It is very plain however, that speculation and disputation can do us little service. No facts are believed but decisive military conquests: no arguments are seriously attended to in Europe, but force. It is to be hoped our countrymen instead of amusing themselves any longer with delusive dreams of peace, will bend the whole force of their minds to augment their navy, to find out their own strength and resources, and to depend upon themselves.
On the same day, 17th August, 1780, I wrote to a gentleman in London, with whom I had a correspondence under feigned names, and who sent me regularly pamphlets and newspapers: with whom however I was not sufficiently acquainted ever to write without reserve.
"Pray what do the politicians on your side the water think of the plan of Russia, Sweden, and Denmark? Do they believe that the Dutch will accede to it? These have contended an hundred years for the principle of free ships, free goods: Is it thought they will refuse it now? Do you find much comfort in the news from America? Are the people there ripe to declare for England? Is the capture of Charleston the conquest of the States? Is the American mind wholly subdued? Have they lost sight of the pleasures of self government? Do they begin to despise a free trade? To think the ministry just, honest wise & good? The parliament uncorrupt? The nation virtuous? The national debt a blessing? The French alliance a calamity? Is my Lord North prepared with his ways and means for next winter? How many millions are proposed to be borrowed next? What interest is to be given? Are the Israelites all ready? How is Gibraltar to be supplied? How are the Grenadas and Floridas to be regained? Do the politicians see their way clear through the labyrinth? Is the American commerce quite annihilated with France, Spain, Holland, Denmark, Sweden and the West Indies? How fare the fisheries this year? which gets the most, the English or the Americans? Does the nation still adore the administration for their wisdom, their sublime plans and their wonderful success?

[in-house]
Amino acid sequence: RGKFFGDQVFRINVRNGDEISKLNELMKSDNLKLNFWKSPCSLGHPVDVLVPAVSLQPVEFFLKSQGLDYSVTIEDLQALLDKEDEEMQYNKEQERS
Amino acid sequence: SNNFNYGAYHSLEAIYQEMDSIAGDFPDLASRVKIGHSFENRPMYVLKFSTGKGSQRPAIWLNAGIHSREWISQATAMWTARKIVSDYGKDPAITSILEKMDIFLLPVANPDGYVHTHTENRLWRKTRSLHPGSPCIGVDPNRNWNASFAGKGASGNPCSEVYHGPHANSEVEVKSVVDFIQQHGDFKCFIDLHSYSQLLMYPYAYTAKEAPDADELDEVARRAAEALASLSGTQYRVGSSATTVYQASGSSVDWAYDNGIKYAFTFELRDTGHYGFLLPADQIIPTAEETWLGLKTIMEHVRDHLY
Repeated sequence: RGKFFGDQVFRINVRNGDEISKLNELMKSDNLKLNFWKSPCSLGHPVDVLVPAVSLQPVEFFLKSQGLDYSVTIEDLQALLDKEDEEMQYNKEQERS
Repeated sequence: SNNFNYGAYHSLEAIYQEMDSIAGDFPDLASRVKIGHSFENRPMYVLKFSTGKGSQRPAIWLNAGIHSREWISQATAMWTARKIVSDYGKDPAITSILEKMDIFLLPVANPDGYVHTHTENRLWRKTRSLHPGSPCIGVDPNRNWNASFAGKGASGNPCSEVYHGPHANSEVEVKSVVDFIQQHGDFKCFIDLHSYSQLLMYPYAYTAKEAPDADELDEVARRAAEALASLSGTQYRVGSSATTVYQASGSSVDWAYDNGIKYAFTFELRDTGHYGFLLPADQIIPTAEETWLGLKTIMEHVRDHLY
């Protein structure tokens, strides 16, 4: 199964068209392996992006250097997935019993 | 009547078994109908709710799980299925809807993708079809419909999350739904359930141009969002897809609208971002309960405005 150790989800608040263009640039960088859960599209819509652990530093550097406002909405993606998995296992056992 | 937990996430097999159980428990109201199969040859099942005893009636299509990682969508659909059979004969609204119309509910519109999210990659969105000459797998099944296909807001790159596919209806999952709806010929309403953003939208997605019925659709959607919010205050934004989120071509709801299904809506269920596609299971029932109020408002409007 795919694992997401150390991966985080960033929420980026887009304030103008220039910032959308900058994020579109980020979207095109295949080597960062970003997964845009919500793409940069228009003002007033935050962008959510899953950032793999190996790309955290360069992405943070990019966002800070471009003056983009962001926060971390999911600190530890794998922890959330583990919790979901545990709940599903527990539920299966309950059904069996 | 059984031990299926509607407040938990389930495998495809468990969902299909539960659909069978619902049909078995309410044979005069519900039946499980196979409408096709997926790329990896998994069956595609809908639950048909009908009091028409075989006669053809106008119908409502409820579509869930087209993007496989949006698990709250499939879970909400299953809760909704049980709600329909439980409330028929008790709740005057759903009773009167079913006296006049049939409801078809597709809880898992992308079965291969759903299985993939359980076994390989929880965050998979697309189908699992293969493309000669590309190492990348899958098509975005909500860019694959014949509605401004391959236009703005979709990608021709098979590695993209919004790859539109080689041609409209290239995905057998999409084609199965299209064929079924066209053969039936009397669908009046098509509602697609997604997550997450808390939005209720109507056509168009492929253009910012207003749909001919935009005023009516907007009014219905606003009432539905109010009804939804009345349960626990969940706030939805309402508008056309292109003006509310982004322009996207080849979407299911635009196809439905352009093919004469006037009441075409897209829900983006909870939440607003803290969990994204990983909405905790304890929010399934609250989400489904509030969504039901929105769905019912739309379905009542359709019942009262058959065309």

August 22, 1780, I wrote again to congress and inclosed a translation of his Most Christian Majesty’s declaration in answer to the declaration of Sweden, in conformity to that of Russia. It is dated Versailles 4th of August, 1780.